Illinois Supreme Court: A First Look at the Questions Log for 2013


As I’ve written elsewhere, the Illinois Supreme Court tends to be what appellate attorneys call a “hot bench,” with questions potentially coming from any or all of the Justices in any given argument. With the May term having begun this morning with the argument in Relf v. Shatayeva, let’s take an early look at the question patterns for the first two terms of 2013.

In January and March, the Court heard argument in a total of eleven civil cases (only nine appellees made appearances however, slightly skewing the numbers). Not surprisingly, the level of questioning from the Justices varies widely from case to case – from a high of 34 questions in Mayfield v. Mayfield and 27 in VC&M v. Andrews, to lows of 8 each in DeHart v. DeHart and Russell v. SNFA. The same is true of individual Justices: each Justice has been active in some cases and less so in others. With only two of the eleven cases decided so far, it’s too early to attempt to draw even tentative conclusions about question patterns and decisions, but – again not surprisingly – the two cases already handed down are the ones that drew the fewest questions from the Court: DeHart and Russell.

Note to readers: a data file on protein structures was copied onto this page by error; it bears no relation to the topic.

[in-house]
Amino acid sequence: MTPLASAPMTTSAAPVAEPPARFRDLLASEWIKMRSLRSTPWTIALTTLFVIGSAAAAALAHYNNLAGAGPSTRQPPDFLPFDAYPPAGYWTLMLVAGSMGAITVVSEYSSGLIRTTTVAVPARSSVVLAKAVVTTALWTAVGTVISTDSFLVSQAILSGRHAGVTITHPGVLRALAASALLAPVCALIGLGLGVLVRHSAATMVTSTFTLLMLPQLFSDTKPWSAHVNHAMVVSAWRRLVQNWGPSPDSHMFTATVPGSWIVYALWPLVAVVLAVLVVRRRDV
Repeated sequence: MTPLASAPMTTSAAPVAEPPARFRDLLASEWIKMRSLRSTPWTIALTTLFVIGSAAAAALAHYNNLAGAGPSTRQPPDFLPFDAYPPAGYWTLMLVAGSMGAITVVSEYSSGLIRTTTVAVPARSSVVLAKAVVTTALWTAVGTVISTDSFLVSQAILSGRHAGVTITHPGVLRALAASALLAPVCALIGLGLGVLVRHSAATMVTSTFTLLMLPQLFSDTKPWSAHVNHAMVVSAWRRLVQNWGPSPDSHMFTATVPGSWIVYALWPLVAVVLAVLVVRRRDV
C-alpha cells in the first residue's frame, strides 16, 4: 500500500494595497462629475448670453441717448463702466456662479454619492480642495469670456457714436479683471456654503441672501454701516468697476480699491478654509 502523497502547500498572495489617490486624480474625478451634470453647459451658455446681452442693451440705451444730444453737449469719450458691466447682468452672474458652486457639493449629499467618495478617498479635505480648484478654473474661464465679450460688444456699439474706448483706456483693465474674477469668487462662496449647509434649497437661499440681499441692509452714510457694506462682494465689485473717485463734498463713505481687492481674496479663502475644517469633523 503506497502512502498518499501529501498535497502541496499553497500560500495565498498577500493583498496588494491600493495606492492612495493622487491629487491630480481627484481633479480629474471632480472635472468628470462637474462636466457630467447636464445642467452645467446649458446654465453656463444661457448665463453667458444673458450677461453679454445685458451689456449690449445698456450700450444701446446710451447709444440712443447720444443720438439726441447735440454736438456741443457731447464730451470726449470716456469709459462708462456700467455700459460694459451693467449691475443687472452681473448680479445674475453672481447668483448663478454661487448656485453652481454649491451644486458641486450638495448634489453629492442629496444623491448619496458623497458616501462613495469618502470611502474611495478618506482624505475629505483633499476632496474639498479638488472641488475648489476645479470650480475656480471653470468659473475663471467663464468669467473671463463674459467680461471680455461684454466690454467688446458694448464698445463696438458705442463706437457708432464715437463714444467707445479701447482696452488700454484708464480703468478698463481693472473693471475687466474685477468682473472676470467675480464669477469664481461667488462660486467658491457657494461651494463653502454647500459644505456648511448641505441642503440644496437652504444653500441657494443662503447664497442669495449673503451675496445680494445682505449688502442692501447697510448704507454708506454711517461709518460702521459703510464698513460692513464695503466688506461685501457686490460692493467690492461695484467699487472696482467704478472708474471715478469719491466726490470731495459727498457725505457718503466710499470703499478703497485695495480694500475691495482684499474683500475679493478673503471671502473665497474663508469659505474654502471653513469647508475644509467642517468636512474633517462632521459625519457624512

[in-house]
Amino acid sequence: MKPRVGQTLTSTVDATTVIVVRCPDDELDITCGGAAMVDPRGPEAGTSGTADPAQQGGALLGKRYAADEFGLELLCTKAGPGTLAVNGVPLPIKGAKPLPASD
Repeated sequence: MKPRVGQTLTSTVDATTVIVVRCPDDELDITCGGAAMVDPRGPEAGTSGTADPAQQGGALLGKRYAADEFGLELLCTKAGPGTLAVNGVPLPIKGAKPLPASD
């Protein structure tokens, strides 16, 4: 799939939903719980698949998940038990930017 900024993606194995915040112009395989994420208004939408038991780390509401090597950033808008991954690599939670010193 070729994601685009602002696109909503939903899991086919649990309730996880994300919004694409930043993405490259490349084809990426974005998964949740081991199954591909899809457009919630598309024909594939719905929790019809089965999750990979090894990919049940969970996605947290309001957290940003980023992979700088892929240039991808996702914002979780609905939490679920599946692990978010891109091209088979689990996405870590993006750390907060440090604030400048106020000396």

Before presenting the data, one caution: as most appellate court watchers around the country know, counting questions in an oral argument is a somewhat subjective process. For example, when a Justice begins a question, counsel interposes a few words, and the Justice then continues or clarifies the point, is that one question or two? For that reason, another analyst’s numbers might vary slightly from those below, but the patterns should be the same. The chart below lists total questions to each party from each Justice in civil cases in the January and March terms. The numbers in parentheses show the number of times each Justice asked the first question of counsel.










12 (1)

17 (2)

19 (3)


35 (4)


12 (2)


11 (1)

14 (2)


7 (1)

17 (4)


10 (1)



1 (1)




6 (2)

11 (1)


23 (2)

32 (5)

20 (3)

11 (1)

62 (8)

20 (2)

33 (4)


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DISCLAIMER: Because of the generality of this update, the information provided herein may not be applicable in all situations and should not be acted upon without specific legal advice based on particular situations.

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